• Gamma camera studies: a known, small fraction, of the total dose given to the horse needs to be counted as the pre-dose measurement because the total dose will overwhelm the gamma camera.
  • An advantage of using low dose radiopharmaceuticals is the relative safety for handling and monitoring horses undergoing treatment.

Radiopharmaceuticals for ERPF/ERBF

  • 131I-orthoiodohippuran  (131I-OIH).
  • 99mTc-mercaptoacetyltriglycine  (99mTc-MAG3).

Dosage

  • 131I-OIH: 11.25-14.8 MBq  (300-400 mCi).
  • 99mTc-MAG3: 185-296 MBq  (5-8 mCi).

Uses

  • GFR:
    • Identification of early alterations in renal function in order to prevent progression of renal disease and damage.
    • Evaluation of response to therapy and as an aid to prognosis.
    • Detection and monitoring of sub-clinical renal disease caused by nephrotoxic agents, eg aminoglycosides   Therapeutics: aminoglycosides  .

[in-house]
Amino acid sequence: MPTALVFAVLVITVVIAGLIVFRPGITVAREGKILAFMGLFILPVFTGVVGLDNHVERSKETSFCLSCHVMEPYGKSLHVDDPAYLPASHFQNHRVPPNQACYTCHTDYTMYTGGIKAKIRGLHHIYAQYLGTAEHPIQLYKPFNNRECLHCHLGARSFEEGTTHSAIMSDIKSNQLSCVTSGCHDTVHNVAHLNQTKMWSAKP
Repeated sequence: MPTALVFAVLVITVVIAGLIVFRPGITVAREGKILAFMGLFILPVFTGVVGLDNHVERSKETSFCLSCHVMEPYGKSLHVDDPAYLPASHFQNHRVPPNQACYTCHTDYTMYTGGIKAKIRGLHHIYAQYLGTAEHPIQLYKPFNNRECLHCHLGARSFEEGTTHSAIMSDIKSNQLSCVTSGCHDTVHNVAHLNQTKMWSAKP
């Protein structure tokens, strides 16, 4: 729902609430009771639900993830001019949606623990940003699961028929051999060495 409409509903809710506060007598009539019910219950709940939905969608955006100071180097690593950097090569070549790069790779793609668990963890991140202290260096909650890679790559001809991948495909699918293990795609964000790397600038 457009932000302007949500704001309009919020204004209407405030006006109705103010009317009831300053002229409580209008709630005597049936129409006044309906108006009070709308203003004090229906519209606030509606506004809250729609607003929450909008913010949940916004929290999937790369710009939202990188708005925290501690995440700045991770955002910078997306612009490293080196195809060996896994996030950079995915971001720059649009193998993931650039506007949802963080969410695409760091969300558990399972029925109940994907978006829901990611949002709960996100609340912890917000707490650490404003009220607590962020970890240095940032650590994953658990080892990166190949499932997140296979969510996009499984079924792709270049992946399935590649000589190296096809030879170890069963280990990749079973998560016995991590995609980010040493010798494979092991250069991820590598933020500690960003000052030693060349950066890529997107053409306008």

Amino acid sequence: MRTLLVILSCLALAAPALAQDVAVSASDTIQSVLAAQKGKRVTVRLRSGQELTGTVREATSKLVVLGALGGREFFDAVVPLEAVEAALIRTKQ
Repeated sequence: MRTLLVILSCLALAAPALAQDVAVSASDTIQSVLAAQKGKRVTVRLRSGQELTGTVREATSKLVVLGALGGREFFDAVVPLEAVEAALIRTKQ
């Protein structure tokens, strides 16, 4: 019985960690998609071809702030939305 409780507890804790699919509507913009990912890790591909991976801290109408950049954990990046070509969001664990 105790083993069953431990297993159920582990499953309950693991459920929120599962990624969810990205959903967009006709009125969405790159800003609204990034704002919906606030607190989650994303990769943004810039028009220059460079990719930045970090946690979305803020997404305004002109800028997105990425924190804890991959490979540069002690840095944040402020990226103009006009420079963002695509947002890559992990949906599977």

• ERBF:
    • Quantification of renal function and ideally detection of early dysfunction.
    • Monitoring response to therapy for primary or secondary renal dysfunction.
    • Evaluation of the influence of certain medications on renal function in metabolically compromised horses.

Requirements

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Preparation

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Procedure

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Aftercare

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Outcomes

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Prognosis

  • GFR:
    • GFR estimations may be more reproducible in horses which have lost  their functional renal reserve and the residual functional mass is constantly performing at its maximum. 
    • The accuracy of GFR estimation using 99mTc-DTPA also decreases when renal disease is severe and the GFR is very low. Other measures of renal function are of  more use in these circumstances.
  • ERBF/ERPF:
    • The radiopharmaceuticals used are not entirely removed from the blood on first pass through the kidneys resulting in measurements which under-estimate the true renal plasma flow.
    • In addition, 99mTc-MAG3 has higher protein binding capacity and a smaller volume of distribution than either 131I-OIH or PAH potentially further influencing the estimation of ERBF.